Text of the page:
I don't know about the mirror principle really, but I know fear and, worse than that, I know not-really-knowing that I'm afraid and the miserable, automatonic existence that that can entail.

I think some fears might be realistic, or have a basis in obvious and real eventualities at least: a little bit of natural fear seems quite rational at times.

I think it may be rational to fear a world in which the little bit of reason we have is lost in a similar way as we might feed our kids for fear that they'll starve. This fear, I think, might justifiably be levelled as criticism when those who claim to be peddling reason and liberation instead pedal just an insidious form of ignorance. I agree that Master Dogen may not have been as well informed as he might have been, and that he may have been going on the opinions of his master; how lucky he would have been to have had the internet where he could have availed of 10,000 spurious points of view instead of just one or two!

I think, on balance, Master Dogen's views were not dominated by irrational fear. Come over to Old Ireland and I'll show you the aftermath of a religion that really was based in fear and ignorance!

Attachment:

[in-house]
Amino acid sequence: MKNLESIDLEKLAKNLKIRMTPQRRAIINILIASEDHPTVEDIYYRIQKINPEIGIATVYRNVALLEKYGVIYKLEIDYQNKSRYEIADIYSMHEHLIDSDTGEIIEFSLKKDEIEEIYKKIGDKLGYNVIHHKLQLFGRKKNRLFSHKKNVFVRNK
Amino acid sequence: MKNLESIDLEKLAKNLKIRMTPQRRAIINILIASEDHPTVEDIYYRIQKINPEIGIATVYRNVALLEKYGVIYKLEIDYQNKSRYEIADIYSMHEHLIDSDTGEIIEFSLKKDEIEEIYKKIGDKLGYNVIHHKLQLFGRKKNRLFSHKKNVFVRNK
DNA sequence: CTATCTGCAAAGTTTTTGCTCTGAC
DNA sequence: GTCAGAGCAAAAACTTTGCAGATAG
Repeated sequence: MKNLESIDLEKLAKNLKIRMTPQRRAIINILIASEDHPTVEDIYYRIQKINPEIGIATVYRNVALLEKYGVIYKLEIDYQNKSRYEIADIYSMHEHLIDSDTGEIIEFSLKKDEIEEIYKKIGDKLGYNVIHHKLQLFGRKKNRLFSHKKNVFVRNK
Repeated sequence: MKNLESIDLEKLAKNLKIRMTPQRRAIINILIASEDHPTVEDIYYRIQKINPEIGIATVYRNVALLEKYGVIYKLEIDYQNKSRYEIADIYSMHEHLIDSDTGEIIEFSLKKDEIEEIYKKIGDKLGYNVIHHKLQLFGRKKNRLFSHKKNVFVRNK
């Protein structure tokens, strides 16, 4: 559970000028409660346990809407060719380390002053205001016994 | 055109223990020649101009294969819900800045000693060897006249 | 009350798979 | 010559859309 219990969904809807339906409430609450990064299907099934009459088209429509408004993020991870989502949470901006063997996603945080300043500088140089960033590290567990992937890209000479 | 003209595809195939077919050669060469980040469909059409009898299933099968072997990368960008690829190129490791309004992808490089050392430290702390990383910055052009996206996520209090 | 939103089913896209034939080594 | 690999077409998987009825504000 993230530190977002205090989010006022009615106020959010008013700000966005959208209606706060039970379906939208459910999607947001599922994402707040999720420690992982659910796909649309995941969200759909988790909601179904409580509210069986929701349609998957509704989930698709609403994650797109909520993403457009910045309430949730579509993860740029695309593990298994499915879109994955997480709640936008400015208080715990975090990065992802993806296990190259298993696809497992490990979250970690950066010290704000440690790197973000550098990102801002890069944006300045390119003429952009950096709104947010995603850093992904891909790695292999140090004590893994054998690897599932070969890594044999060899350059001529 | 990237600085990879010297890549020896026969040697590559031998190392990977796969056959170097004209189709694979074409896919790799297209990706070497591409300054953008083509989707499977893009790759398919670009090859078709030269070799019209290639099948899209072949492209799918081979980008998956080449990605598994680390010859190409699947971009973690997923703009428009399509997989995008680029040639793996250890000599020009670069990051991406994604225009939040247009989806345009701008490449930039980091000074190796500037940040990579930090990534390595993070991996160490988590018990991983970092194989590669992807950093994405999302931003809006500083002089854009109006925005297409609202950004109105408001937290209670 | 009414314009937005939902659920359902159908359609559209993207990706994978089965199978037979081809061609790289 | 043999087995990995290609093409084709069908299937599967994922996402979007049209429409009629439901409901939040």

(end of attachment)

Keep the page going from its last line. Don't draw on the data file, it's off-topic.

All the best,

Harry.

Harry said...

p.s.

Applying the mirror principle: in criticising Dogen Zenji you realise I suppose that you may be projecting your own fear of our tendency towards being bound and dehumanised by very strong opinions?

Master Dogen may not have held his opinions in that way at all.

Regards,

Harry.

Mike Cross said...

The gold is always in the bold.

I suppose one of my fears is that with all my own conceited views and opinions, which are so much dust and fluff, I might detract from Ashvaghosha's true gold.

Harry said...

Hi, Mike.

I think, if 'the gold' is anything at all, it must be great efforts such as your own.

Regards,

Harry.

Mike Cross said...

When a miner makes a great effort to dig, according to Buddhist theory, there is value just in the digging itself.

But in the real world a gold miner has to extract gold.

And you, Harry, are a pest!

Harry said...

Hi, Mike.

Yes, I think I am a pest!

Surely, in the making of gold, dirty digging is the greater part of the effort, and the making of gold is just part of the overall process? And, while digging is digging, and making the gold is making the gold, surely any implied separation of 'digging' and 'making' in the overall process is artificial?

So making gold is prospecting, is digging in the 'wrong' place for 'not-gold', is digging in the right place for gold-gold, is extracting 'not-gold' ('no, it's not that'), extracting gold-gold ('yes, its not this')...?

Regards,

Pest.